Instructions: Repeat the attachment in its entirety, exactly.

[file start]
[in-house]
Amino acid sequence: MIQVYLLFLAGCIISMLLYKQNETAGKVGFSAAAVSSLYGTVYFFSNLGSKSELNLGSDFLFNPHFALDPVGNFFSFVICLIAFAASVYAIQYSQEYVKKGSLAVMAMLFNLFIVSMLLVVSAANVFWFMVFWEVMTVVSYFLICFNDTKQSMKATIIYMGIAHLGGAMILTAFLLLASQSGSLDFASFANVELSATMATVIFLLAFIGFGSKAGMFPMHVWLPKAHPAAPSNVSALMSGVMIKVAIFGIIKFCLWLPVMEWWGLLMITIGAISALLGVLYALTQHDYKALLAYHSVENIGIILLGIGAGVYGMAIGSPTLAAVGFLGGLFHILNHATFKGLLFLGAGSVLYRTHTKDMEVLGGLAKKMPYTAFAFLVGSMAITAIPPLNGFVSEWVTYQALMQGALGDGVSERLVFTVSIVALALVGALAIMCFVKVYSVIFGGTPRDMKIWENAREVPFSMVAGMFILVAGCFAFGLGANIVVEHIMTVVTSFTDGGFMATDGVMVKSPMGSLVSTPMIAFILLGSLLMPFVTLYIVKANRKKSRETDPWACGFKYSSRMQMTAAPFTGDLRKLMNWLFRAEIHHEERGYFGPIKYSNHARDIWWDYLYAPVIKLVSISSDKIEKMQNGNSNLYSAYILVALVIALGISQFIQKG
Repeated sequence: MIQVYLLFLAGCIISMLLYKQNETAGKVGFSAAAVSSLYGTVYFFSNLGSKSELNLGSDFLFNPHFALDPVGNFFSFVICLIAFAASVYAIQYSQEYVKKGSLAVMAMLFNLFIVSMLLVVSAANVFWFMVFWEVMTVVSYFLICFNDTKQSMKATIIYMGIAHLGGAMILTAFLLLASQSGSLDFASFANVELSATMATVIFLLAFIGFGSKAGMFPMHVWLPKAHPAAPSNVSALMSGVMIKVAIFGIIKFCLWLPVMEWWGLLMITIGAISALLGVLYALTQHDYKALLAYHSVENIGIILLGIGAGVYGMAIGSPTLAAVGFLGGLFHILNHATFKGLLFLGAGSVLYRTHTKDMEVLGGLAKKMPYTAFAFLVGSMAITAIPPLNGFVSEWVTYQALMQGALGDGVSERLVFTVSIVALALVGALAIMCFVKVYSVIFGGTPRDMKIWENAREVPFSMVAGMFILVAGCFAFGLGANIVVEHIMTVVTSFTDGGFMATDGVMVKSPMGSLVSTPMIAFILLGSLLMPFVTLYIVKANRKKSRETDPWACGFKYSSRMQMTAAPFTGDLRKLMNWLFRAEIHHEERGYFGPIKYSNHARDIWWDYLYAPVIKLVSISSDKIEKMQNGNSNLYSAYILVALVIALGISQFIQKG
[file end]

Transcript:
[in-house]
Amino acid sequence: MIQVYLLFLAGCIISMLLYKQNETAGKVGFSAAAVSSLYGTVYFFSNLGSKSELNLGSDFLFNPHFALDPVGNFFSFVICLIAFAASVYAIQYSQEYVKKGSLAVMAMLFNLFIVSMLLVVSAANVFWFMVFWEVMTVVSYFLICFNDTKQSMKATIIYMGIAHLGGAMILTAFLLLASQSGSLDFASFANVELSATMATVIFLLAFIGFGSKAGMFPMHVWLPKAHPAAPSNVSALMSGVMIKVAIFGIIKFCLWLPVMEWWGLLMITIGAISALLGVLYALTQHDYKALLAYHSVENIGIILLGIGAGVYGMAIGSPTLAAVGFLGGLFHILNHATFKGLLFLGAGSVLYRTHTKDMEVLGGLAKKMPYTAFAFLVGSMAITAIPPLNGFVSEWVTYQALMQGALGDGVSERLVFTVSIVALALVGALAIMCFVKVYSVIFGGTPRDMKIWENAREVPFSMVAGMFILVAGCFAFGLGANIVVEHIMTVVTSFTDGGFMATDGVMVKSPMGSLVSTPMIAFILLGSLLMPFVTLYIVKANRKKSRETDPWACGFKYSSRMQMTAAPFTGDLRKLMNWLFRAEIHHEERGYFGPIKYSNHARDIWWDYLYAPVIKLVSISSDKIEKMQNGNSNLYSAYILVALVIALGISQFIQKG
Repeated sequence: MIQVYLLFLAGCIISMLLYKQNETAGKVGFSAAAVSSLYGTVYFFSNLGSKSELNLGSDFLFNPHFALDPVGNFFSFVICLIAFAASVYAIQYSQEYVKKGSLAVMAMLFNLFIVSMLLVVSAANVFWFMVFWEVMTVVSYFLICFNDTKQSMKATIIYMGIAHLGGAMILTAFLLLASQSGSLDFASFANVELSATMATVIFLLAFIGFGSKAGMFPMHVWLPKAHPAAPSNVSALMSGVMIKVAIFGIIKFCLWLPVMEWWGLLMITIGAISALLGVLYALTQHDYKALLAYHSVENIGIILLGIGAGVYGMAIGSPTLAAVGFLGGLFHILNHATFKGLLFLGAGSVLYRTHTKDMEVLGGLAKKMPYTAFAFLVGSMAITAIPPLNGFVSEWVTYQALMQGALGDGVSERLVFTVSIVALALVGALAIMCFVKVYSVIFGGTPRDMKIWENAREVPFSMVAGMFILVAGCFAFGLGANIVVEHIMTVVTSFTDGGFMATDGVMVKSPMGSLVSTPMIAFILLGSLLMPFVTLYIVKANRKKSRETDPWACGFKYSSRMQMTAAPFTGDLRKLMNWLFRAEIHHEERGYFGPIKYSNHARDIWWDYLYAPVIKLVSISSDKIEKMQNGNSNLYSAYILVALVIALGISQFIQKG